Summer has fully hit countrywide with hot dry weather and a wide range of vegetables, fruit and herbs all at their best. Careful watering is essential to keep plants productive - early morning is a good time. Summer favourites like zucchini, tomato, aubergine, cucumber and melon will respond well to a nourishing liquid feed every week at this crucial phase in their life cycles. Harvesting is fun and everything that reaches the kitchen table is mark of success. Inevitably there are plenty of pests and diseases around with all that fruit, flower and foliage on offer and whether it’s a time of give and take or battle lines drawn depends on the extent of damage and how you feel about sharing your garden’s bounty.

There is still plenty of time for sowing salads, roots, companion flowers and some greens for autumn and winter.

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This is a good time to take advantage of any empty space so that your garden continues to be productive after the bumper months of high summer. Beds may be coming clear as dwarf beans, peas, potatoes, salads, and other crops finish their productive phase. This opens the way for a quick bit of bed preparation, some soil enrichment, and a whole new wave of planting. Swift sowings of salads, beetroot, carrots, lettuce mizuna, rocket and peas can take advantage of the last few months of warm weather and more long-term plantings of broccoli, cabbages, swedes and cauliflowers will nourish us in the cooler months ahead if we get them in now. In warmer areas, if weather continues to look settled there’s the chance you might run the gauntlet of late summer fungal diseases like powdery mildew and get a last harvest of zucchini and cucumbers from seedlings planted now.



With so much produce available it could be time to borrow a new cookbook or two from a friend and take inspiration to prepare your harvest in exciting and delicious new ways. February is probably the most productive month in terms of harvesting summer produce with climbing and dwarf beans, tomatoes, zucchini, aubergine, cucumbers, sweet corn, potatoes, delicious soft fruits like raspberries and blueberries, to name but a few, all coming to fruition at once. In most cases, the more you pick the more your plants will continue to produce. Fresh is best and produce not only ripens – almost before our eyes – but it can be over-ripe very quickly if it is missed. So keep and eye on those beans, zucchini and peas.



Set up a composting system and start recycling now If you haven’t already got a composting system in your garden then now is a very good time to consider what could work well for you. Compost bins can be large or small and you can make your own or buy them from garden centres. The great thing about setting one up now is that it will give you a place to recycle all the garden waste that will be generated as you harvest and clear beds in the next few months. With a system in place now you’ll hopefully have a ready source of ‘black gold’ (well-rotted compost) ready for re-starting your garden early next spring. Link to compost bins page Link to videos



James Boshier's TIP
FOR February

Shield bug trap

"Shield bugs can be hard to catch so take advantage of their habit of dropping off fruit crops by holding a plastic container with a few inches of water in the bottom beneath. The bugs make their escape by dropping off but fall into the water and drown – or you can dispatch them more swiftly as befits your conscience."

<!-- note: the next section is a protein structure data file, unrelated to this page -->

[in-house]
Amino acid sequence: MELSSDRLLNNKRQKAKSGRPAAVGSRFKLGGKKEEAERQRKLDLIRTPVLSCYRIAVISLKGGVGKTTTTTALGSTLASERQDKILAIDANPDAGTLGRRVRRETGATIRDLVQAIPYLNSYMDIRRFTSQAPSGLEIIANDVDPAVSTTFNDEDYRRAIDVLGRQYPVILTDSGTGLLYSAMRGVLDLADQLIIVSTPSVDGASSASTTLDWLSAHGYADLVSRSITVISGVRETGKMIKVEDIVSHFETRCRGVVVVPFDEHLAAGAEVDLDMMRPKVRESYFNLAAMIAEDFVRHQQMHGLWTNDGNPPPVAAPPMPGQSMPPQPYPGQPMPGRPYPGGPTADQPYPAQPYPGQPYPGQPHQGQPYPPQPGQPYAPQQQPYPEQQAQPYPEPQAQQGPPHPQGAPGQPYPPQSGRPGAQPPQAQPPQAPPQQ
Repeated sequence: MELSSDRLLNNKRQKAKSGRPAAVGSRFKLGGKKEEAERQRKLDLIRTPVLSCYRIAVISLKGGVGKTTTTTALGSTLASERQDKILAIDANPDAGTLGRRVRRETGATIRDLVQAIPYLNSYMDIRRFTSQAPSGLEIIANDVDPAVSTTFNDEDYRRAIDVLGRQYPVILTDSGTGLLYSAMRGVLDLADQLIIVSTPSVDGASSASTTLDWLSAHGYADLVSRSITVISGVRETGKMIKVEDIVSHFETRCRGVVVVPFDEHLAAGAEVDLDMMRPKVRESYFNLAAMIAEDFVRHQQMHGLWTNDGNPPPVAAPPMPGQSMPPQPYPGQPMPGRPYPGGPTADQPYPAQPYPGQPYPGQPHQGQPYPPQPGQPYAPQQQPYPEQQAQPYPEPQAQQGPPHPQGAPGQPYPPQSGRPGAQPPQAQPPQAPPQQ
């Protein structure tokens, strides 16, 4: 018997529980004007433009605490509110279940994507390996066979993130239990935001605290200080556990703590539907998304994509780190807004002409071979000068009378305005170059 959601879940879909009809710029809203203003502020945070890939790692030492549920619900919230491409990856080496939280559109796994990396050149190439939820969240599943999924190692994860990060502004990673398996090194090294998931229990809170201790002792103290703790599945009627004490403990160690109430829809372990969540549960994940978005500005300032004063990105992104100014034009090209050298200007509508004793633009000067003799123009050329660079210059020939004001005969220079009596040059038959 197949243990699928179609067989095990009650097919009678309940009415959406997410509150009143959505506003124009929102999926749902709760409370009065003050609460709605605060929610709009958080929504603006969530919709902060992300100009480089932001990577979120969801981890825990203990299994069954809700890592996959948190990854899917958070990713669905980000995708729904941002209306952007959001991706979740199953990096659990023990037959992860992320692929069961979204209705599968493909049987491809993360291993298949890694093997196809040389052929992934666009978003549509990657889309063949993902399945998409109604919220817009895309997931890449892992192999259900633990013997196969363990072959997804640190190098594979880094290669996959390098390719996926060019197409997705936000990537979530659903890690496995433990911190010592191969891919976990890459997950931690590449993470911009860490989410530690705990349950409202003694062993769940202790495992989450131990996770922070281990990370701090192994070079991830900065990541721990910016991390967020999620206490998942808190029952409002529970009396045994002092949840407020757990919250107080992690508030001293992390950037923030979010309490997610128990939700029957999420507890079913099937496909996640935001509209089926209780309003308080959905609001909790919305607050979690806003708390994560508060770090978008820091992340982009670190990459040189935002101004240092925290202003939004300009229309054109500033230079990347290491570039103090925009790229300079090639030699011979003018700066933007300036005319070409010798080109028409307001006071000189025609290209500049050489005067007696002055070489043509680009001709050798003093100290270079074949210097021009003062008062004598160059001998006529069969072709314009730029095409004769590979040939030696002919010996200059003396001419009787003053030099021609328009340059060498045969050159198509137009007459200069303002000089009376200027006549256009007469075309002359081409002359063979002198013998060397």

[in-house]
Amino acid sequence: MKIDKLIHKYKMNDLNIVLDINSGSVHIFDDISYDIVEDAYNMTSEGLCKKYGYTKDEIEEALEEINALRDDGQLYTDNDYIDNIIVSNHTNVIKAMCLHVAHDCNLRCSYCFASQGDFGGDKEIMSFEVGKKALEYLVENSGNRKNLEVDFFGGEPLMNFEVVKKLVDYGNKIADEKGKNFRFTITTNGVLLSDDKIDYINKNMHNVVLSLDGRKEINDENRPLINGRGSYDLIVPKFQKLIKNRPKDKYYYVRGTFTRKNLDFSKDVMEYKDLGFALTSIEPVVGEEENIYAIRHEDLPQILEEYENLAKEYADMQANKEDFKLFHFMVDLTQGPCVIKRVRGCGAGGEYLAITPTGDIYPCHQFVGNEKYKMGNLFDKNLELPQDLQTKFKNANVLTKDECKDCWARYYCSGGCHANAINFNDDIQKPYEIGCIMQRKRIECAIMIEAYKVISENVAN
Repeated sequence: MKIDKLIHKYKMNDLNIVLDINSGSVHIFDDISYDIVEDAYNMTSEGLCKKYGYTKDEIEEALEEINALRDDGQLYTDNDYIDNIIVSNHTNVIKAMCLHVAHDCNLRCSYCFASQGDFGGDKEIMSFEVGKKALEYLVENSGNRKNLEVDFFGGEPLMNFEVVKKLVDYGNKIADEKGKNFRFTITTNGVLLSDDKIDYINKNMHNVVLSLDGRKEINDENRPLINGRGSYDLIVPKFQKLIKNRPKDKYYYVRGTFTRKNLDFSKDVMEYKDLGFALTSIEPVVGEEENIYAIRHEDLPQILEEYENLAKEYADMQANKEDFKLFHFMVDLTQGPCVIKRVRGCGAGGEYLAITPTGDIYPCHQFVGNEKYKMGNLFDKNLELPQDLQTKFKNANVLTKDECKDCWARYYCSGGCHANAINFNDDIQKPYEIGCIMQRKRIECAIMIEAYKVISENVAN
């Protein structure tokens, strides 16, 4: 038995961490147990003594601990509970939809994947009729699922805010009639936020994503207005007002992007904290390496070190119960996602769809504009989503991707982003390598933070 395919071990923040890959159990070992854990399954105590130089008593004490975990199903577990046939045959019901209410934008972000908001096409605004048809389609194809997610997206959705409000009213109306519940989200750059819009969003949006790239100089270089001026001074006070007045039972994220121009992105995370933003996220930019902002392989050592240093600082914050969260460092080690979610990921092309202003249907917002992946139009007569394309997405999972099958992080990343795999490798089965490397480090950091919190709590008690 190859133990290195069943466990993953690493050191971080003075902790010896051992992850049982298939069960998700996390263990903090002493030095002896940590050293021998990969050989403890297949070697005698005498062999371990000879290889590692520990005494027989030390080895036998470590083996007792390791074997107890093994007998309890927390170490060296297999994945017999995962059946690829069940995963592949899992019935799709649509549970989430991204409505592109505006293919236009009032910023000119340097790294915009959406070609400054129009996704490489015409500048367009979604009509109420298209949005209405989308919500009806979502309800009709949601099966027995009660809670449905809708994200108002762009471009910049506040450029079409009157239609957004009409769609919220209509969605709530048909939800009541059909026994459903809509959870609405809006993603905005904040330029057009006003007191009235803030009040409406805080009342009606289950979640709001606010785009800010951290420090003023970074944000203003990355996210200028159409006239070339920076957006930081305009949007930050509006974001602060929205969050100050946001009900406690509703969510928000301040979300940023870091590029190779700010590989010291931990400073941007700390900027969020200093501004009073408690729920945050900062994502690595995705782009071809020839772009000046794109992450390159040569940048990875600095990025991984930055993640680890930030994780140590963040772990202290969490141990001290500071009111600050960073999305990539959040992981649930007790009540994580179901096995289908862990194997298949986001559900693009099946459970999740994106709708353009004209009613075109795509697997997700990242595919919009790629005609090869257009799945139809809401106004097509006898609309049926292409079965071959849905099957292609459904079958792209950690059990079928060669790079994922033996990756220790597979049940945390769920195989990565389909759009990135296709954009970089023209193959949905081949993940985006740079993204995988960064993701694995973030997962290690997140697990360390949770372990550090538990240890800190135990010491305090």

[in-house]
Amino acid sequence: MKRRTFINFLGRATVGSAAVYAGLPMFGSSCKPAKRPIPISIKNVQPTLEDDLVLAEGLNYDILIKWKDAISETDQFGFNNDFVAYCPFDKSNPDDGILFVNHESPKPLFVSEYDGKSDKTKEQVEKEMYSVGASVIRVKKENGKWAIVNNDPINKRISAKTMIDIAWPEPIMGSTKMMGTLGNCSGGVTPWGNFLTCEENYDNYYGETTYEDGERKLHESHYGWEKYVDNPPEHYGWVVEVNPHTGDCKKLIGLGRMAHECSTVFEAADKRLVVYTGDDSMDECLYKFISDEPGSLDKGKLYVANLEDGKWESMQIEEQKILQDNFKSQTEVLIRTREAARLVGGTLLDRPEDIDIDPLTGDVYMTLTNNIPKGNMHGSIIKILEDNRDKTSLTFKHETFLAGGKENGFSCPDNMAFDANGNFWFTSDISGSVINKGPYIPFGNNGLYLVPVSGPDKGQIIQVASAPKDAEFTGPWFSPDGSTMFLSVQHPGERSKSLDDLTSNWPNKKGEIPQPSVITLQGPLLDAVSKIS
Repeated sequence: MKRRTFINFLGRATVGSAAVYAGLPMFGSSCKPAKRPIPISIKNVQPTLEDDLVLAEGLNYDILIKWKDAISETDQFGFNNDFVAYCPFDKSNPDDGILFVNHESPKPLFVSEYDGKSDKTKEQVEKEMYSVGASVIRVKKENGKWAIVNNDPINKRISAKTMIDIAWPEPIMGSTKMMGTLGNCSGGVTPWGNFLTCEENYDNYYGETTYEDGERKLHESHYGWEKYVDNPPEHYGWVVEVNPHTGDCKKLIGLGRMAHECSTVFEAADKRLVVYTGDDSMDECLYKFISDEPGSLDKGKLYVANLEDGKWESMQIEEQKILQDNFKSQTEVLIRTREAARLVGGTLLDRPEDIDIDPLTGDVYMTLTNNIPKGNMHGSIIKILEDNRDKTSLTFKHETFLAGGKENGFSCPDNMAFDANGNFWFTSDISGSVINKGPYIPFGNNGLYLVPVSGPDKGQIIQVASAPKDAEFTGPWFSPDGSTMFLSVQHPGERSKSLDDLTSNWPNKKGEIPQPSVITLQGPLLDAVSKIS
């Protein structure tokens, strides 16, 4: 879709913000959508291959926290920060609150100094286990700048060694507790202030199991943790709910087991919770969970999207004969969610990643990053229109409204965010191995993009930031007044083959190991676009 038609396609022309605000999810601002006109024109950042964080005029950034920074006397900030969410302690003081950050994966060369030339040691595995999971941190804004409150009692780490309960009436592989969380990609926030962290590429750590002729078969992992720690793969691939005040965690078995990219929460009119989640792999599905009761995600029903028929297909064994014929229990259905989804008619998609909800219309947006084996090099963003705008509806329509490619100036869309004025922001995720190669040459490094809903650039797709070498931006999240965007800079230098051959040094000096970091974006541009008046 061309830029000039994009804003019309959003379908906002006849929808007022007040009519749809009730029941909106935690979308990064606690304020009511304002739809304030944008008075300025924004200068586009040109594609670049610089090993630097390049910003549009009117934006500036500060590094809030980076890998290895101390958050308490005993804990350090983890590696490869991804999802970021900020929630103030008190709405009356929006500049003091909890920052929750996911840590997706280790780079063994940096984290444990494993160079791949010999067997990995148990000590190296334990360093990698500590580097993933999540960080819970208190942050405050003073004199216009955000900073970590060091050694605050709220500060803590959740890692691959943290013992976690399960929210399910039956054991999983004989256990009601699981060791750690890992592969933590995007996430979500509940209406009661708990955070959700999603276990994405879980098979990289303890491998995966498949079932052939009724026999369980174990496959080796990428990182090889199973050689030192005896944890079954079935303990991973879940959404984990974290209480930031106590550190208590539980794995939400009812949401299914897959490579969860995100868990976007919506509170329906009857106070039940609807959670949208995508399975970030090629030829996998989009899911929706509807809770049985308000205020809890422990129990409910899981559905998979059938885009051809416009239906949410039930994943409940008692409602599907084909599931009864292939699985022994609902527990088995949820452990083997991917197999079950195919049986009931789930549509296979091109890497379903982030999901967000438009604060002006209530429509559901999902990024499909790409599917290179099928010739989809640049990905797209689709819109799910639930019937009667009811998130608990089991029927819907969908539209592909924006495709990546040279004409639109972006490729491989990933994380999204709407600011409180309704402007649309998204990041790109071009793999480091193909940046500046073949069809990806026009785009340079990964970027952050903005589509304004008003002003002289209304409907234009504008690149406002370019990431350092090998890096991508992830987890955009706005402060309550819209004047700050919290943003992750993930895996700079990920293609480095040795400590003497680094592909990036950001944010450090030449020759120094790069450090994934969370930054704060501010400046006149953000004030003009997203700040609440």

Watch out for Blight

Blight is a serious problem for tomatoes and potatoes and, though it may be dry now, a damp end to summer can increase the chance of it rearing its ugly head. First signs of this fungal disease are rounded brown spots that appear on yellowing leaves along with blackened patches on stems. Affected fruit also develop unpleasant looking brown blotches that soon turn mouldy. Foliage quickly wilts and plants die. This is a very infectious fungal disease that spreads through air movement. Remove infected foliage as soon as you spot it - discard in your household rubbish and DO NOT ADD to compost or you will spread it’s spores through your compost. You are advised to uproot all tomato plants in the vicinity of any that show symptoms of blight – even if they appear to be unaffected. Process any unblemished fruit immediately – if you leave them to ripen on a windowsill you might get away with it in a few cases but its more likely they will succumb before ripening. Sometimes potatoes beneath the ground can be saved when dug up a week or so after foliage has been removed.

When handling plants its best to use disposable or washable gloves. Any tools – such as secateurs, loppers, knives, forks should be sterilized by dipping in or wiping down with a solution of 3 parts household bleach and 2 parts water (use all recommended precautions when handling bleach).

More on blight


Seed Saving

Save seed from beans and peas and put some of your fattest and healthiest cloves of garlic to one side for re-planting later on. Allow a few of your herb plants to flower and set seed and you’ll have free seedlings already scattered about in your beds by next spring. Seed from coriander, dill, fennel and parsley can be saved for cooking as well as for re-stocking beds and containers. Remove spent flower heads on calendula, marigold, zinnias, poppies etc. Dry flower heads and seed pods before storing seed sealed in paper bags or envelopes and popping into a sealed ice cream container in your fridge  or stashing in a dry room for next year (remember to label clearly).

Pick the last of your tomatoes in cooler areas and save seed of any Heirloom varieties that have done well. To save seed, squeeze the gooey centre out onto toilet paper or kitchen towel and wait till it all dries. The seeds will be easier to handle and can then be stored in bags or envelopes for sowing in August and September.